Investigating the Physiological Response of Anxiety Through General Knowledge and Math Questionnaires, with a Focus of Inducing Anxiety Through Music.

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Investigating the physiological response of anxiety through general knowledge and math questionnaires, with a focus of inducing anxiety through music.

The aim of this study was to investigate the physiological effects associated with math anxiety, with a further aim to explore this in relation to tense music exposure. It was hypothesised that a maths questionnaire would produce a significantly higher anxiety response than a general knowledge questionnaire. It was also hypothesised that exposure to tense music would produce a significantly greater anxiety response than silence. Furthermore, it would be expected to observe a significant interaction between the music condition and question type. The results of a mixed subject’s factorial ANOVA revealed that participants’ heart rate was significantly higher when presented with the math questionnaire over the general knowledge questionnaire. The presence of tense music did not significantly influence the level of physiological arousal. The only conclusion drawn therefore is that math questions elicit greater physiological arousal than general knowledge questions.

Anxiety, like fear, is an emotion. It is a normal and totally necessary biological survival mechanism which everybody experiences. It tells us that something is a threat to our survival and motivates us to confront or avoid that threat. (Simmons & Daw, 1994).

Fear can be distinguished from anxiety in that fear focuses on specific situations or objects and occurs in their proximity, whereas anxiety occurs in anticipation of such. The amount of anxiety we feel should be proportionate to the reality of the threat posed by the situation, however, sometimes this is not the case.

It is important to realise that this biological response is in essence the same as that experienced by other animals. However, in humans who have the power of thought or conceptualisation, the ability to anticipate fear or anxiety itself becomes part of the cycle of anxiety and makes the problem more complex. (Simmons & Daw, 1994)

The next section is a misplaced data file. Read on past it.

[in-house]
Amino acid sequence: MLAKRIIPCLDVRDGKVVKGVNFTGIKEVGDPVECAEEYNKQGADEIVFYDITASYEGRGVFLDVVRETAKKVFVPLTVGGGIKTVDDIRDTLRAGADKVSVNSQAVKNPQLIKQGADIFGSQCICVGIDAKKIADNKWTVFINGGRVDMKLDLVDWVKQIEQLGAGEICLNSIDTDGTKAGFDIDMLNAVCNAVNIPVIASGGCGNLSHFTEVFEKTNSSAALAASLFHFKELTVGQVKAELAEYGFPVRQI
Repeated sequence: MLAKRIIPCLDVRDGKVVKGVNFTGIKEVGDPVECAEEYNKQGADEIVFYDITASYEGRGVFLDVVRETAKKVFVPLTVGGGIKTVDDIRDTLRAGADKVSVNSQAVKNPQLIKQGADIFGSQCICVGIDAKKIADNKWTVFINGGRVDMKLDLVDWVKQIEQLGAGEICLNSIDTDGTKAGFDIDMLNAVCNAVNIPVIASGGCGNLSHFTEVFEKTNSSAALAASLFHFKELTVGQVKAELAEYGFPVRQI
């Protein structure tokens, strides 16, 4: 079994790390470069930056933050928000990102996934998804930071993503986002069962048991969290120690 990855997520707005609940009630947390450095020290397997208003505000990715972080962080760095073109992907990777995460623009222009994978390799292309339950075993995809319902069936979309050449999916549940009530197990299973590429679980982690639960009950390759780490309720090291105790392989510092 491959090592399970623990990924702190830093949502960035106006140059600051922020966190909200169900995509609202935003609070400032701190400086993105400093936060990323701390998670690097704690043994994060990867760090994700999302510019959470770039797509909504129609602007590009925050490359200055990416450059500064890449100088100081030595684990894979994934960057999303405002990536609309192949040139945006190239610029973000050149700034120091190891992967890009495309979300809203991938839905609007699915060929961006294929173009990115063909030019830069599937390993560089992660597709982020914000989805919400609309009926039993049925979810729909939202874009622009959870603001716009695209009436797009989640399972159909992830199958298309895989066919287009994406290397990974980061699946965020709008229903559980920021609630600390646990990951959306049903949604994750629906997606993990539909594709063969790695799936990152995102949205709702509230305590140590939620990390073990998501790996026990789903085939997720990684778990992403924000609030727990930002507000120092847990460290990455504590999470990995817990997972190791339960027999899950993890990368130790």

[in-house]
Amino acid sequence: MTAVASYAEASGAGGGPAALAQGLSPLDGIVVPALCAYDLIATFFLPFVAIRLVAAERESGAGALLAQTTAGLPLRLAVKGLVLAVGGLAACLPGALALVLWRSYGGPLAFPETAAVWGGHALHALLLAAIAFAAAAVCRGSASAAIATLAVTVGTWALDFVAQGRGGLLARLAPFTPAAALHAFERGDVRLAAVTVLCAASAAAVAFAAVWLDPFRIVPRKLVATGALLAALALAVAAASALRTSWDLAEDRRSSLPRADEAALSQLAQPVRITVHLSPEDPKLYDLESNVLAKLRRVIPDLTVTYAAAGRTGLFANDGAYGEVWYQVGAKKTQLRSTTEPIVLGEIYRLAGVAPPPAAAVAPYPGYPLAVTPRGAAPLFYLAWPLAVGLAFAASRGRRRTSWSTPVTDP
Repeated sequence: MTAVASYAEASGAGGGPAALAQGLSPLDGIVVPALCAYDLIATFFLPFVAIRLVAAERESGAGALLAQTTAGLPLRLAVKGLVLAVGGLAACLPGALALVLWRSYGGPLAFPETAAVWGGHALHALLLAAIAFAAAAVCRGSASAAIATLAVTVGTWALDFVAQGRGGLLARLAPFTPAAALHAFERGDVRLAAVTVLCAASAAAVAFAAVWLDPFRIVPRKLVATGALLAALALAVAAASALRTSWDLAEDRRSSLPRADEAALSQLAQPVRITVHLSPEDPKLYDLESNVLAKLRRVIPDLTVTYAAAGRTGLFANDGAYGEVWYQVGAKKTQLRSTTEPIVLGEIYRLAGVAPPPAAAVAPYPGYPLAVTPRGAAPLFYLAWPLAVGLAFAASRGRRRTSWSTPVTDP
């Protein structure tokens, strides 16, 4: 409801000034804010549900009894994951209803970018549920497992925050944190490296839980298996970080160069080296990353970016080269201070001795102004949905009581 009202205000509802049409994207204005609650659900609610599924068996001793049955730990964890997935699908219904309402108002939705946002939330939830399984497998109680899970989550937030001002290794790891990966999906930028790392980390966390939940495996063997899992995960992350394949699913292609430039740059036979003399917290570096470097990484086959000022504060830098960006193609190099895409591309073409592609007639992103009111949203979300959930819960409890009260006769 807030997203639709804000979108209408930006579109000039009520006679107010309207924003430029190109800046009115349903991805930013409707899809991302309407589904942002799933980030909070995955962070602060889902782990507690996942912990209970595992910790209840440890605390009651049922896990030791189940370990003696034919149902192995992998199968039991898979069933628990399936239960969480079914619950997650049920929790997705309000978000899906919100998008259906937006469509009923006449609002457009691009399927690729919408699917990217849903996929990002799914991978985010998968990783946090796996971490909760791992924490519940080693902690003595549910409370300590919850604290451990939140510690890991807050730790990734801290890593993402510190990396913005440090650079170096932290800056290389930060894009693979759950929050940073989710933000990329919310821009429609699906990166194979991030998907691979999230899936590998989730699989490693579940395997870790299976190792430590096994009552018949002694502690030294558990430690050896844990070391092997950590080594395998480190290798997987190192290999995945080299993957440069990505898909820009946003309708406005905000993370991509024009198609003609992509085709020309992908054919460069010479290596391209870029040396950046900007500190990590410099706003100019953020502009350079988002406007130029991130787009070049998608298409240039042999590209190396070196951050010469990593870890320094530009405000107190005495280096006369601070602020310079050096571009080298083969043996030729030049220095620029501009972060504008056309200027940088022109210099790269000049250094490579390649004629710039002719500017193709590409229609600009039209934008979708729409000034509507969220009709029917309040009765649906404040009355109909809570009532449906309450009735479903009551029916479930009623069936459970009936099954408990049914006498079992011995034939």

The concept of anxiety can be dated back as far as Aristotle (384 BC – 322 BC). The basis of Aristotle’s philosophy was that for every trait: there is an excess, a deficiency and between the two, a mean - the mean being the optimum or most desirable amount of the trait. For shame, he indicates that an excess of the trait would be shamelessness, the mean, modesty, and the deficiency being shyness. This can be related to anxiety in that someone who is shy can be said to be feeling too much anxiety whereas a shameless person therefore lacks a certain amount of anxiety. Aristotle’s aim was for one to be conscious of experiencing the optimum amount of anxiety given the situation or circumstance. (The Anxiety Support Network, Accessed 25/02/2012).

Many people suffer from continual unrealistic, unfounded amounts of fear and anxiety. This is where anxiety and fear build up and exceed rational and beneficial levels, known as anxiety disorders. The most common anxiety disorder is that of simple phobias, estimated to affect one in ten (Barondes 1993; cited Wicken 2009). A more serious anxiety disorder is that of panic disorder. This can be characterized by the rapid onset of very apparent, overt physiological symptoms such as shortness of breath, irregularities in heartbeat and a variety of other autonomic symptoms. Somebody with a social anxiety disorder would be characterized by an excessive fear of being exposed to the scrutiny of other people, leading to avoidance of social situations. Furthermore, generalised anxiety disorder consumes one’s life with excessive anxiety and worry causing major disruption. (Carlson, 2010).

Some people suffer from mathematics related anxiety. This has been characterized as an adverse emotional reaction to math or the prospect of doing math (Richardson & Suinn, 1972; cited Micke et al 2011). Individuals with high maths anxiety tend to perform poorly when...
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